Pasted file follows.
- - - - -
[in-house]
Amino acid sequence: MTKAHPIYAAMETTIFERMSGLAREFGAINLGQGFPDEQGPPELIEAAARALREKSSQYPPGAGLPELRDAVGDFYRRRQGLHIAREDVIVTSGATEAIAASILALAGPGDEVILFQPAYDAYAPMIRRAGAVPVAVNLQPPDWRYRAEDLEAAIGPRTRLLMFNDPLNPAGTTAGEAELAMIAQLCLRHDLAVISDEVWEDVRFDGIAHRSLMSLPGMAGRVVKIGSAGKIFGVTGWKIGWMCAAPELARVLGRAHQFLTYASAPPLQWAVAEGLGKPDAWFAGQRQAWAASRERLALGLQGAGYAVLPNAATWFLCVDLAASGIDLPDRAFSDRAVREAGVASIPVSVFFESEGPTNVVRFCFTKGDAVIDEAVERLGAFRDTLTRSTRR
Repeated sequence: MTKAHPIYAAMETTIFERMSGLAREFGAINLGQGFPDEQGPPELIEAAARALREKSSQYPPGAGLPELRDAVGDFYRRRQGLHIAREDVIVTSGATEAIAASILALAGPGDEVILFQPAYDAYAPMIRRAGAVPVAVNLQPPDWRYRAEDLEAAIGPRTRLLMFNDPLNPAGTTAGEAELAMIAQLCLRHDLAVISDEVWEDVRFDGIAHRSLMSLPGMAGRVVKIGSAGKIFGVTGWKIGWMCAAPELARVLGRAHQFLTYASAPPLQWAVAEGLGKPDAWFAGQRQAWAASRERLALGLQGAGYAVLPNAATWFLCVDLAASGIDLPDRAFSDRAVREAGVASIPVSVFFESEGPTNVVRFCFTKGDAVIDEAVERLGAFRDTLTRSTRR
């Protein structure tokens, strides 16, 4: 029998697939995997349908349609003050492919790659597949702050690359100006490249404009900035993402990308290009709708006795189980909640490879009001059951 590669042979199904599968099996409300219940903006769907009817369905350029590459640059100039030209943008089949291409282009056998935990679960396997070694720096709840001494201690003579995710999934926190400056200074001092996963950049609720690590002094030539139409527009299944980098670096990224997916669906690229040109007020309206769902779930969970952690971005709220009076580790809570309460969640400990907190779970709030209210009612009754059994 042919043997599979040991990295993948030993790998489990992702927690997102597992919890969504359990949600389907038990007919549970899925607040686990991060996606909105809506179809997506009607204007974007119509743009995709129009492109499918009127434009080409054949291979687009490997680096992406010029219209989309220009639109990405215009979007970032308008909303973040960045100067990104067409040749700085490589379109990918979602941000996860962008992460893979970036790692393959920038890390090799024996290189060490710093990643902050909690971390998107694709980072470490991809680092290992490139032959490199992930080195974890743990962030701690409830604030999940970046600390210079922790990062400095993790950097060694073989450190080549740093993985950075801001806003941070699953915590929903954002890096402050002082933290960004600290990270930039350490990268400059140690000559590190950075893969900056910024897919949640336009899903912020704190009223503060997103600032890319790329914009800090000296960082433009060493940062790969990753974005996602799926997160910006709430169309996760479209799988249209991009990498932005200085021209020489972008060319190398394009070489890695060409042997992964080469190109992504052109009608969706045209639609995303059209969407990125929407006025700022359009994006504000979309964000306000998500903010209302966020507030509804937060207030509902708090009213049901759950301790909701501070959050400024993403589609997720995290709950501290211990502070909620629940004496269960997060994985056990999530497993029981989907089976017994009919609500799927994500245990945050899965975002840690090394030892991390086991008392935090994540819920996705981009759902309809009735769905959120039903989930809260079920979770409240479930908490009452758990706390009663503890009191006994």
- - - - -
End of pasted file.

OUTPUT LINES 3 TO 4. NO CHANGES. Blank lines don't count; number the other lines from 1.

Repeated sequence: MTKAHPIYAAMETTIFERMSGLAREFGAINLGQGFPDEQGPPELIEAAARALREKSSQYPPGAGLPELRDAVGDFYRRRQGLHIAREDVIVTSGATEAIAASILALAGPGDEVILFQPAYDAYAPMIRRAGAVPVAVNLQPPDWRYRAEDLEAAIGPRTRLLMFNDPLNPAGTTAGEAELAMIAQLCLRHDLAVISDEVWEDVRFDGIAHRSLMSLPGMAGRVVKIGSAGKIFGVTGWKIGWMCAAPELARVLGRAHQFLTYASAPPLQWAVAEGLGKPDAWFAGQRQAWAASRERLALGLQGAGYAVLPNAATWFLCVDLAASGIDLPDRAFSDRAVREAGVASIPVSVFFESEGPTNVVRFCFTKGDAVIDEAVERLGAFRDTLTRSTRR
């Protein structure tokens, strides 16, 4: 029998697939995997349908349609003050492919790659597949702050690359100006490249404009900035993402990308290009709708006795189980909640490879009001059951 590669042979199904599968099996409300219940903006769907009817369905350029590459640059100039030209943008089949291409282009056998935990679960396997070694720096709840001494201690003579995710999934926190400056200074001092996963950049609720690590002094030539139409527009299944980098670096990224997916669906690229040109007020309206769902779930969970952690971005709220009076580790809570309460969640400990907190779970709030209210009612009754059994 042919043997599979040991990295993948030993790998489990992702927690997102597992919890969504359990949600389907038990007919549970899925607040686990991060996606909105809506179809997506009607204007974007119509743009995709129009492109499918009127434009080409054949291979687009490997680096992406010029219209989309220009639109990405215009979007970032308008909303973040960045100067990104067409040749700085490589379109990918979602941000996860962008992460893979970036790692393959920038890390090799024996290189060490710093990643902050909690971390998107694709980072470490991809680092290992490139032959490199992930080195974890743990962030701690409830604030999940970046600390210079922790990062400095993790950097060694073989450190080549740093993985950075801001806003941070699953915590929903954002890096402050002082933290960004600290990270930039350490990268400059140690000559590190950075893969900056910024897919949640336009899903912020704190009223503060997103600032890319790329914009800090000296960082433009060493940062790969990753974005996602799926997160910006709430169309996760479209799988249209991009990498932005200085021209020489972008060319190398394009070489890695060409042997992964080469190109992504052109009608969706045209639609995303059209969407990125929407006025700022359009994006504000979309964000306000998500903010209302966020507030509804937060207030509902708090009213049901759950301790909701501070959050400024993403589609997720995290709950501290211990502070909620629940004496269960997060994985056990999530497993029981989907089976017994009919609500799927994500245990945050899965975002840690090394030892991390086991008392935090994540819920996705981009759902309809009735769905959120039903989930809260079920979770409240479930908490009452758990706390009663503890009191006994």